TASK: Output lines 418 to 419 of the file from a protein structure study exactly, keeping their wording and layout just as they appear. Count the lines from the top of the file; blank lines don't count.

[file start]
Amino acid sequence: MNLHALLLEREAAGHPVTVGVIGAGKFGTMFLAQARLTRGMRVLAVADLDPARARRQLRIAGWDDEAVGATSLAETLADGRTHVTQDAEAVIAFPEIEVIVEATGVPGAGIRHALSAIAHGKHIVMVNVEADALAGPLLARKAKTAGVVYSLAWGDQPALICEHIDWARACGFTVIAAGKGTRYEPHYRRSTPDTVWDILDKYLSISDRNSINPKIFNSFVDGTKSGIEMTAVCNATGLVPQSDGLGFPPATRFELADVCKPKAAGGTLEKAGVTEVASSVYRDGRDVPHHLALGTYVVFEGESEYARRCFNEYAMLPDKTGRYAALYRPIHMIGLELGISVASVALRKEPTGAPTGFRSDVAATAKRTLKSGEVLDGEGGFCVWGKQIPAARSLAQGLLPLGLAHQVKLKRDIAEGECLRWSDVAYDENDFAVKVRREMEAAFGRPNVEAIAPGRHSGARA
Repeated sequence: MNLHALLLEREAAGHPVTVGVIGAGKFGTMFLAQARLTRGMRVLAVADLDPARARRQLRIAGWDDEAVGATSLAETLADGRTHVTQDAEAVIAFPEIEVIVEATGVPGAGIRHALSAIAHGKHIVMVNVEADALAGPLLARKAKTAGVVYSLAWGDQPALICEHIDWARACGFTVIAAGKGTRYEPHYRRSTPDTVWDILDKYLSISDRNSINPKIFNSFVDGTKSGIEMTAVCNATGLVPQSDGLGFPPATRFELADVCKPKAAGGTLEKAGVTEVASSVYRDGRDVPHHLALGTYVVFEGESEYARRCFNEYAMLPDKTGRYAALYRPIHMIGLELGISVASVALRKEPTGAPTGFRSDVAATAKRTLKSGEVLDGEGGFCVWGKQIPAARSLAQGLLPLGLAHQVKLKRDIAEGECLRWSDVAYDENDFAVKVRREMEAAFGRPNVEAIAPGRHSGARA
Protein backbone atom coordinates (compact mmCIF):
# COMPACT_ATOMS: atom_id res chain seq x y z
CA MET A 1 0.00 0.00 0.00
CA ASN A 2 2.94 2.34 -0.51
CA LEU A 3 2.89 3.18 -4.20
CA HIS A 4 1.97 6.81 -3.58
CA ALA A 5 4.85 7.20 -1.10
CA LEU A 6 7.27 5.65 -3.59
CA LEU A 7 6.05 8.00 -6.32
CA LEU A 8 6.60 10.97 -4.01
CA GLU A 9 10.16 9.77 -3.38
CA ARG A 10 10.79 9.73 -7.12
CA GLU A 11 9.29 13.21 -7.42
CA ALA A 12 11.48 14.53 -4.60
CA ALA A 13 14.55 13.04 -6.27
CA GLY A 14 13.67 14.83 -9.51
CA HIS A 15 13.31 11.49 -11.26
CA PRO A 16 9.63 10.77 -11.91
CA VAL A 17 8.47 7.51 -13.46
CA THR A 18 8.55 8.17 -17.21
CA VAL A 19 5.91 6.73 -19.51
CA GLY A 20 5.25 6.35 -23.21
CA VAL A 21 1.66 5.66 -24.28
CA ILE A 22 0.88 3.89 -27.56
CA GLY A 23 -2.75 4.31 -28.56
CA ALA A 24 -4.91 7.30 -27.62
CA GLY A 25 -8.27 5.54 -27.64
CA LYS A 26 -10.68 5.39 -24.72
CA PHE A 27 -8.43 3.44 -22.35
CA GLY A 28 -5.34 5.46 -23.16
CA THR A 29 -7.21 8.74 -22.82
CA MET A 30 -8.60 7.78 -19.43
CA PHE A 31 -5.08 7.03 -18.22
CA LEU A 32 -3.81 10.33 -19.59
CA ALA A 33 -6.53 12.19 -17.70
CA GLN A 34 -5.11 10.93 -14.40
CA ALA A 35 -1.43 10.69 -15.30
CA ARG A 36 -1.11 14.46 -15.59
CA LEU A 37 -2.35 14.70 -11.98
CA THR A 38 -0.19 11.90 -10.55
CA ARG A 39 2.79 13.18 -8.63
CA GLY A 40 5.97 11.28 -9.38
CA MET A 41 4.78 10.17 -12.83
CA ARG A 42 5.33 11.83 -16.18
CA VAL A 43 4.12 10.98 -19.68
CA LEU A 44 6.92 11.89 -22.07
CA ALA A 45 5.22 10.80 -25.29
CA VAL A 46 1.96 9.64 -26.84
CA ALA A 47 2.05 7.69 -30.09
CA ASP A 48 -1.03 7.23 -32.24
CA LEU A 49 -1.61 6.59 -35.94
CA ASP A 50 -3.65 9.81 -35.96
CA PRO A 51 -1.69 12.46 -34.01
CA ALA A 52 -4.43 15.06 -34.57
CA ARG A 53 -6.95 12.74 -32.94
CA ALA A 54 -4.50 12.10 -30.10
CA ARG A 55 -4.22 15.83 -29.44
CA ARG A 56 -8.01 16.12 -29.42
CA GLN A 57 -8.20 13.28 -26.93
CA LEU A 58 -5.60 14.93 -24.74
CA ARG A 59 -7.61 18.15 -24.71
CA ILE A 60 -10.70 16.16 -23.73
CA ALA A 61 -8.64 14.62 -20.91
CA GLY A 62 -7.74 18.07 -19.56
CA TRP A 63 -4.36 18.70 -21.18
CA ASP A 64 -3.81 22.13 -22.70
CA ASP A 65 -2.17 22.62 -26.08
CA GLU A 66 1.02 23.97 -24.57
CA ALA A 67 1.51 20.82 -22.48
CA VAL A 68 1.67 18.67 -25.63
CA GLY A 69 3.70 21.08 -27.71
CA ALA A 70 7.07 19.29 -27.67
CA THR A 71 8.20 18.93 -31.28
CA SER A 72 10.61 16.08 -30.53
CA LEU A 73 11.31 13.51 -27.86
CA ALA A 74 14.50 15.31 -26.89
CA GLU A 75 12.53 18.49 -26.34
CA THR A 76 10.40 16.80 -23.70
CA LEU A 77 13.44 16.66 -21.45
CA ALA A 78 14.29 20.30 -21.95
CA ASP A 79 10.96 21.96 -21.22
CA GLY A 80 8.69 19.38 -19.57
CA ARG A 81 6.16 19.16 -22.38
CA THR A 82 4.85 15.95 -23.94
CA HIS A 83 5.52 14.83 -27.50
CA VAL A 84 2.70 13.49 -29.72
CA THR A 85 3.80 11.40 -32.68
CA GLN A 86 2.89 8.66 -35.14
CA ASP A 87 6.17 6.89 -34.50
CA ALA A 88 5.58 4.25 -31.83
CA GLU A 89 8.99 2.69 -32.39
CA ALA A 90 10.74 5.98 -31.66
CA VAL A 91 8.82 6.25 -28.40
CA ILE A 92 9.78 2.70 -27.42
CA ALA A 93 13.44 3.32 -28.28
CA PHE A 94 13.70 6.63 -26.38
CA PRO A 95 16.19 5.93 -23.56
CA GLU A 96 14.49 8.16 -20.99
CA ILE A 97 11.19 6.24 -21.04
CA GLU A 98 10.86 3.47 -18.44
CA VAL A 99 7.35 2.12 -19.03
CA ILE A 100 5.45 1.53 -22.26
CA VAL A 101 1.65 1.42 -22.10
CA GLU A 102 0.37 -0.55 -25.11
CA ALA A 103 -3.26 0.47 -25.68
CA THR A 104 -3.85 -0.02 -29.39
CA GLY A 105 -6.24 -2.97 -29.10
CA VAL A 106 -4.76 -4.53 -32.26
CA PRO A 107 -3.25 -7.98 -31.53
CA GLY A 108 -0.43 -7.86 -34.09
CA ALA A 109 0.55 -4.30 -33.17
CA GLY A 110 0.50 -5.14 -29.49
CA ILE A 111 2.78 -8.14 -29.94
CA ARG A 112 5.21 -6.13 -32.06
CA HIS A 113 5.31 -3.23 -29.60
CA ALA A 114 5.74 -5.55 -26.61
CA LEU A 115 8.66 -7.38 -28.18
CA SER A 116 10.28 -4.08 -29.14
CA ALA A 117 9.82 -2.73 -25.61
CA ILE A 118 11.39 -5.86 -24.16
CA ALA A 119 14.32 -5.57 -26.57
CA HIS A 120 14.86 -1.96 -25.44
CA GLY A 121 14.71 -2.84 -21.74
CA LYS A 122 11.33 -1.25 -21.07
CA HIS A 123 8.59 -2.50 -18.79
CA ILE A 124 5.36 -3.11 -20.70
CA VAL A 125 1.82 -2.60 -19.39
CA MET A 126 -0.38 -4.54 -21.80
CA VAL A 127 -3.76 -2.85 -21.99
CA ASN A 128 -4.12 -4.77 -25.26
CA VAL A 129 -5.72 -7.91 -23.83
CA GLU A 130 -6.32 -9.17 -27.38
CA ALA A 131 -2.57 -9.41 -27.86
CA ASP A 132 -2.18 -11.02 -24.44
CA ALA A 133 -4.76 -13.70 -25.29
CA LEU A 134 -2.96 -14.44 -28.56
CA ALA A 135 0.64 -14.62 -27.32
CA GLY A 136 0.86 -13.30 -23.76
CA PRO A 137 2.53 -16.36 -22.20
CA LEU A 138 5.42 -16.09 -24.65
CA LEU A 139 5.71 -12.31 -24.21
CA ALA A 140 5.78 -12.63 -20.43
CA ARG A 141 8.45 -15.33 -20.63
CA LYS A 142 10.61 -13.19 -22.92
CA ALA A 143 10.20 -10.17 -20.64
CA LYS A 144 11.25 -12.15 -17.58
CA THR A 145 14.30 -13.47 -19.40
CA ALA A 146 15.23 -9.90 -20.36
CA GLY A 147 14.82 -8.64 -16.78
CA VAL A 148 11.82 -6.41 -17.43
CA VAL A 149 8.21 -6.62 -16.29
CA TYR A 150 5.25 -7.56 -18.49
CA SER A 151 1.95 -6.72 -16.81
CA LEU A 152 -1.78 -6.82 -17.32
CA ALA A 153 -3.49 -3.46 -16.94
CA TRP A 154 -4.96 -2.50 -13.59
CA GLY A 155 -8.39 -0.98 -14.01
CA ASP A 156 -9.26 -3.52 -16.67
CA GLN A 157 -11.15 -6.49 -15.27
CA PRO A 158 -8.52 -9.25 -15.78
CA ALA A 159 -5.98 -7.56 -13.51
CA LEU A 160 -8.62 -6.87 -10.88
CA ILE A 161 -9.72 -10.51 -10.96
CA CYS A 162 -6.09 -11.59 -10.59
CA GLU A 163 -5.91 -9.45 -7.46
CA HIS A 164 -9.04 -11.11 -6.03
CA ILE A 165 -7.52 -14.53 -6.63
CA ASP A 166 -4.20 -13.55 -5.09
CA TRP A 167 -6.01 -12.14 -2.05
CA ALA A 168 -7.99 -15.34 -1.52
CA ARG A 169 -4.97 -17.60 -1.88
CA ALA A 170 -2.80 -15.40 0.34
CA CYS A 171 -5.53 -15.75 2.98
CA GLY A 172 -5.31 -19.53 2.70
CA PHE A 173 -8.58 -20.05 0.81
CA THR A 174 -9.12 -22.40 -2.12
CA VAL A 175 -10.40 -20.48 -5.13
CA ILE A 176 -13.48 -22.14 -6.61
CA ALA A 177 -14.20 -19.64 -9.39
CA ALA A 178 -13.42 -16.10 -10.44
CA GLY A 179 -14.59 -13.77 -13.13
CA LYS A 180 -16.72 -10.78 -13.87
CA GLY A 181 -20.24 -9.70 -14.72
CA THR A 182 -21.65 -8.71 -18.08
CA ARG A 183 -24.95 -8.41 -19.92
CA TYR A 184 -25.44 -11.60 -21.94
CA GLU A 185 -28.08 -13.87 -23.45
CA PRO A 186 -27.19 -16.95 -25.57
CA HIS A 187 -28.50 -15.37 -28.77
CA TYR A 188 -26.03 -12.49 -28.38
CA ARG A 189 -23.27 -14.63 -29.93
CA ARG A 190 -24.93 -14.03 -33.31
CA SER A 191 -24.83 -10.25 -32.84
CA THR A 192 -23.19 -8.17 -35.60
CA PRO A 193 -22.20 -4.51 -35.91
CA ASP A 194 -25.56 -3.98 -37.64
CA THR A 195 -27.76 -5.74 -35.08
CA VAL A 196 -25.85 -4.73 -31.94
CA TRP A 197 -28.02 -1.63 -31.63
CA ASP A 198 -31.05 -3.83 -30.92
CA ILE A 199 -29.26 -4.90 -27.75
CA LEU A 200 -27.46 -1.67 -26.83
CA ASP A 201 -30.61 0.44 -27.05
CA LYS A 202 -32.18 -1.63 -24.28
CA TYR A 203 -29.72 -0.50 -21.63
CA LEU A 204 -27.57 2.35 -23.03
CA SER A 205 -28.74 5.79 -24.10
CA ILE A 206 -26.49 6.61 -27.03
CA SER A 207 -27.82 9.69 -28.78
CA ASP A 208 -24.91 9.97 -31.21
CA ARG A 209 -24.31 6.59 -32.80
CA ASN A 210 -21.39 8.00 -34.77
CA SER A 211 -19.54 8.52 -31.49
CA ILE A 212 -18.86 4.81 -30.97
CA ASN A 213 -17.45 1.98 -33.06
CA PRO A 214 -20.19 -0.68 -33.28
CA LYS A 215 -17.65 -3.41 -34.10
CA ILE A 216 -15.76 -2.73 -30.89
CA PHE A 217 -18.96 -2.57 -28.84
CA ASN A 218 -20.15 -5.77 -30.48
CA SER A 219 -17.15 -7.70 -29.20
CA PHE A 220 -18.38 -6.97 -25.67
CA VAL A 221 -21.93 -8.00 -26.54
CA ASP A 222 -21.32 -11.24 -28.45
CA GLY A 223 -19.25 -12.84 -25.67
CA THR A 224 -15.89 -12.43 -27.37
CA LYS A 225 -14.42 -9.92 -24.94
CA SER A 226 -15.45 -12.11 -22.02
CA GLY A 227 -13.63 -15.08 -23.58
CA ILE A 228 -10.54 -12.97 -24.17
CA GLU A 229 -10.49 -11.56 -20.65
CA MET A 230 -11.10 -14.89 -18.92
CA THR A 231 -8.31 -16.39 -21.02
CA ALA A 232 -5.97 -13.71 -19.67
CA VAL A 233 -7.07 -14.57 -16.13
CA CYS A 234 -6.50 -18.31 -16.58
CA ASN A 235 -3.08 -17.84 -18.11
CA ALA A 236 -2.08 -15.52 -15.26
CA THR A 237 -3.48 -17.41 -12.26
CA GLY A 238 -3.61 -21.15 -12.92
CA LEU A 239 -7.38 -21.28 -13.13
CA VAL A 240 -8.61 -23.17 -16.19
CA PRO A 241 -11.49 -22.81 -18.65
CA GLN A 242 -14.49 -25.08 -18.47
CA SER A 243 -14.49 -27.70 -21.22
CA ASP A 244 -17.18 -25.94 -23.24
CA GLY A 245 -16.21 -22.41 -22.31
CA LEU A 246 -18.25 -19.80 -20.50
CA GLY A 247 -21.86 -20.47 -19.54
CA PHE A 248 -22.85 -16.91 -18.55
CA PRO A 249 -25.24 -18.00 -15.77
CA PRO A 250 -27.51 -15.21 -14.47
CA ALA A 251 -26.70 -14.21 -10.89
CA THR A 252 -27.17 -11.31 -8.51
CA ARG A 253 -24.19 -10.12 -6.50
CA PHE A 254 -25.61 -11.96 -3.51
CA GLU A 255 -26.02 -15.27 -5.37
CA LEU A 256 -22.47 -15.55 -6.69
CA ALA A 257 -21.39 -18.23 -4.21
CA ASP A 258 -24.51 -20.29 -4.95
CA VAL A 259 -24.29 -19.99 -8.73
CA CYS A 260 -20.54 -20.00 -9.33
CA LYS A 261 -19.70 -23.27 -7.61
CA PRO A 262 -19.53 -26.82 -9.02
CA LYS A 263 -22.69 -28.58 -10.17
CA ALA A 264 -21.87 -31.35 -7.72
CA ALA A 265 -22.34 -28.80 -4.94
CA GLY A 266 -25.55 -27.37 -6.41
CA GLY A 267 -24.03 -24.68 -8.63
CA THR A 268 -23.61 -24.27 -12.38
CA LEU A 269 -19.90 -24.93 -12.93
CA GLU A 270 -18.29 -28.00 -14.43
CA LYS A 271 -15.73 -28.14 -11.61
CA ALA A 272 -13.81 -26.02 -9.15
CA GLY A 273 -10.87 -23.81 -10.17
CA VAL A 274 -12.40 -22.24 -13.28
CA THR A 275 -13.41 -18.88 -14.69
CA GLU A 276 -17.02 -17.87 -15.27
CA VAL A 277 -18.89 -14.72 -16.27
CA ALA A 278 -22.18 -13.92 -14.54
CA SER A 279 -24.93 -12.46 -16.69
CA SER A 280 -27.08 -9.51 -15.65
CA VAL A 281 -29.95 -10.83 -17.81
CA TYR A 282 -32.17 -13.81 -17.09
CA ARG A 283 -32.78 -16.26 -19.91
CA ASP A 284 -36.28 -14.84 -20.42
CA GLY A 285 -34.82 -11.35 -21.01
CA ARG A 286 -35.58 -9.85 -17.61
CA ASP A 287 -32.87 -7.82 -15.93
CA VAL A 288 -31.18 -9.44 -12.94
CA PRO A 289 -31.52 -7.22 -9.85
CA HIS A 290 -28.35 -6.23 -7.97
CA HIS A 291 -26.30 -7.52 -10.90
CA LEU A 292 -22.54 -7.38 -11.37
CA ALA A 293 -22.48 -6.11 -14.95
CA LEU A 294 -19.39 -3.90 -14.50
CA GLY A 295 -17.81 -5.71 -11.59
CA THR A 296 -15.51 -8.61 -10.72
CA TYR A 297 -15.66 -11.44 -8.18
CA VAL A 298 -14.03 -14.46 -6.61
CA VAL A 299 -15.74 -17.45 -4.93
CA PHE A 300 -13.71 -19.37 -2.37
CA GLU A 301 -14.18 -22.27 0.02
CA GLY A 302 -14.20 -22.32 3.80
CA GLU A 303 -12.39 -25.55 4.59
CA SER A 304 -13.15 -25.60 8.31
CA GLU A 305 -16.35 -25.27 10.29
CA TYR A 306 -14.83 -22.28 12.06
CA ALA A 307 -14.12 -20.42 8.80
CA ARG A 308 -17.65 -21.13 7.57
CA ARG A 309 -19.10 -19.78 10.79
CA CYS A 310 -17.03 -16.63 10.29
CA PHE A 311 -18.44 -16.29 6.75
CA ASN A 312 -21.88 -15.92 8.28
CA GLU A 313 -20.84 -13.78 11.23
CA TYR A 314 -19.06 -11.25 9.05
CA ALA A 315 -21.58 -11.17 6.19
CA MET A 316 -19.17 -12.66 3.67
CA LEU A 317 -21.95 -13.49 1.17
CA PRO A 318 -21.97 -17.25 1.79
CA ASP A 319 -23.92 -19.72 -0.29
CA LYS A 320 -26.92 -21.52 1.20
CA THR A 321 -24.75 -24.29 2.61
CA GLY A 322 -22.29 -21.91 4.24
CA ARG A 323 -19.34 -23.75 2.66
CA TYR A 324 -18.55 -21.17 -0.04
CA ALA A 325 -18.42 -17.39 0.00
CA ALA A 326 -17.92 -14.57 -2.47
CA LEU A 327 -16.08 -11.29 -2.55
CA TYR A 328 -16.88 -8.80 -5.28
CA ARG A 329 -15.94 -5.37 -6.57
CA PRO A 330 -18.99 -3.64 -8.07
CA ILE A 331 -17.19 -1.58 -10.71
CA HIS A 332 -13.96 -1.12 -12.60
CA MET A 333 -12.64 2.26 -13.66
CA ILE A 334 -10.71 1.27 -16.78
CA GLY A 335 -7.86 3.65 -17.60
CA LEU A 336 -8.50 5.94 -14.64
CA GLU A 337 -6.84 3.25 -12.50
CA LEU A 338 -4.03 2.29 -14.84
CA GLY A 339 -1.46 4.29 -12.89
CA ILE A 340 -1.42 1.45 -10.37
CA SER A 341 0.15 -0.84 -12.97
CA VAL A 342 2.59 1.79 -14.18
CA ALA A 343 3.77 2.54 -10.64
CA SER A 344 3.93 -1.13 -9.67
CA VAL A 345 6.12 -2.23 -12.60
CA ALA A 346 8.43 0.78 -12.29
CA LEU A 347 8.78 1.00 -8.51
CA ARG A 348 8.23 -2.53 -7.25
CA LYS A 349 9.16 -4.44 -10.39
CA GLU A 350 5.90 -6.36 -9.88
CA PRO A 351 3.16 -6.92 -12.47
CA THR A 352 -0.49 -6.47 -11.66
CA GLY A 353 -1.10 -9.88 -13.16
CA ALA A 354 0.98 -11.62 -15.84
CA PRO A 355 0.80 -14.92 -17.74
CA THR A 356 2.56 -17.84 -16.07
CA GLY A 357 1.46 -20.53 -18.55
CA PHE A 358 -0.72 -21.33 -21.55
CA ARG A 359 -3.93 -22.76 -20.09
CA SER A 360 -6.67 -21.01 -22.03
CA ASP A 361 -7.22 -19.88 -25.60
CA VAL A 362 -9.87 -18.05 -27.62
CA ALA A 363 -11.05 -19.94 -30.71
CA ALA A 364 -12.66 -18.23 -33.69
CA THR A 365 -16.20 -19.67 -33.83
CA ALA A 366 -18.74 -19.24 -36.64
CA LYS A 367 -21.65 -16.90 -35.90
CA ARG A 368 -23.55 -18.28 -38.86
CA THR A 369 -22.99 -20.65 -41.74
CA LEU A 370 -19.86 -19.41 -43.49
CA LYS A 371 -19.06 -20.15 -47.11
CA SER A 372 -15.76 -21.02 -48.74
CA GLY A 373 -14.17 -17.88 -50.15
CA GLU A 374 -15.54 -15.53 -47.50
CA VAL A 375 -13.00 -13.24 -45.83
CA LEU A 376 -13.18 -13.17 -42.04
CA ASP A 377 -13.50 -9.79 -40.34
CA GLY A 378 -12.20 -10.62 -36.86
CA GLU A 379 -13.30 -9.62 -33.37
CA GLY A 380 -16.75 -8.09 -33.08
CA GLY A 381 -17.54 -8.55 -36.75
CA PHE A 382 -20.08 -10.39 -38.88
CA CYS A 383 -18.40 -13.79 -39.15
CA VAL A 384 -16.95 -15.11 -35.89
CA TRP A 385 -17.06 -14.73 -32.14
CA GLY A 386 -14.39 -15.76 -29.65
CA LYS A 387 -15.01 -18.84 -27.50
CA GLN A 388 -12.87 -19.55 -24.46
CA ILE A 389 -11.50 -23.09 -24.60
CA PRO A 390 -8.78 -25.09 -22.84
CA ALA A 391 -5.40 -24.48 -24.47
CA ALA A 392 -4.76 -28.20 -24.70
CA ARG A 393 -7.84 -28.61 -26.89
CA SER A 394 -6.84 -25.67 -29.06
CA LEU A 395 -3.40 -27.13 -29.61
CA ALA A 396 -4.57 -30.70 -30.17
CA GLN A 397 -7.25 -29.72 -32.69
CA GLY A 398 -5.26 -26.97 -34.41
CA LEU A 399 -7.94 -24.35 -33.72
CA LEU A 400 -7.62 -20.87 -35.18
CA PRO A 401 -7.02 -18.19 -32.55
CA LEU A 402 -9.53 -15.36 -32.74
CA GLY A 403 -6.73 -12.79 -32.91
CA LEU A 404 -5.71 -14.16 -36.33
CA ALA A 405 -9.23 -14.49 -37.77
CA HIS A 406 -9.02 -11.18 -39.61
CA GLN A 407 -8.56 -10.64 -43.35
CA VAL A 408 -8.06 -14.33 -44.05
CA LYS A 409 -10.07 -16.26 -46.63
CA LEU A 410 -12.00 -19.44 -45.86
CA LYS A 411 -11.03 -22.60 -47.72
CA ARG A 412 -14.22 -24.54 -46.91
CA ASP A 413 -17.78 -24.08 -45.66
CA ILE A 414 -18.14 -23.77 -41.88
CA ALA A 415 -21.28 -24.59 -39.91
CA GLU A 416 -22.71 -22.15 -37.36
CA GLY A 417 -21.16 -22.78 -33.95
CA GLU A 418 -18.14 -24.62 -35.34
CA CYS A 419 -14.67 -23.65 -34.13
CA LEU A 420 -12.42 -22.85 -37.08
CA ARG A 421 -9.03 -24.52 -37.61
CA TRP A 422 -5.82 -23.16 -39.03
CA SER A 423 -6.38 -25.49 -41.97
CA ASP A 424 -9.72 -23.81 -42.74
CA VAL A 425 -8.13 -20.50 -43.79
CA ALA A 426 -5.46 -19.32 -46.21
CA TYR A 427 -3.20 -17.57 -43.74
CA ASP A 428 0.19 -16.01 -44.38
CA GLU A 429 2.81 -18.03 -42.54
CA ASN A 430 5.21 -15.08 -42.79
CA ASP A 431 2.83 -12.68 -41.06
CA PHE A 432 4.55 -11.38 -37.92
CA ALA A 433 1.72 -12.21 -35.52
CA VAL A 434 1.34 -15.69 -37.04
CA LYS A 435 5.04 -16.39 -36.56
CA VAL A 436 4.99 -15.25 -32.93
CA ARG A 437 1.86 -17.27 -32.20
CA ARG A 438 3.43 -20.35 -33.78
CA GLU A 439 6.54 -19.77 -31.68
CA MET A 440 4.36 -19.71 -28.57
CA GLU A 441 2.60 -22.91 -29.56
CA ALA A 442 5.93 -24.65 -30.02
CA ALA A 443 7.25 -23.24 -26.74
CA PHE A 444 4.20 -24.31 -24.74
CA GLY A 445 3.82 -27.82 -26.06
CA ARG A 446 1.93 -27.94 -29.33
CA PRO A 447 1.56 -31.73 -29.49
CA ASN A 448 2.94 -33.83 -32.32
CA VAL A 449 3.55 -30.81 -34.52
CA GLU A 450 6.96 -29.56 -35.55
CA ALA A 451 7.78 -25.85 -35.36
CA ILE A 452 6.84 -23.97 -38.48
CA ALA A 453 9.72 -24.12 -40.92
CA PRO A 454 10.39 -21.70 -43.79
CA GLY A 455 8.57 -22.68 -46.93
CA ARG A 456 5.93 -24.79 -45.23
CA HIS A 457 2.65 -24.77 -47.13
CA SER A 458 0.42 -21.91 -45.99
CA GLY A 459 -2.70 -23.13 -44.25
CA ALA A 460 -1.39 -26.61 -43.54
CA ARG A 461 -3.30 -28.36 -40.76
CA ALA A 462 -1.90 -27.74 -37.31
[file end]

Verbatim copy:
CA ILE A 414 -18.14 -23.77 -41.88
CA ALA A 415 -21.28 -24.59 -39.91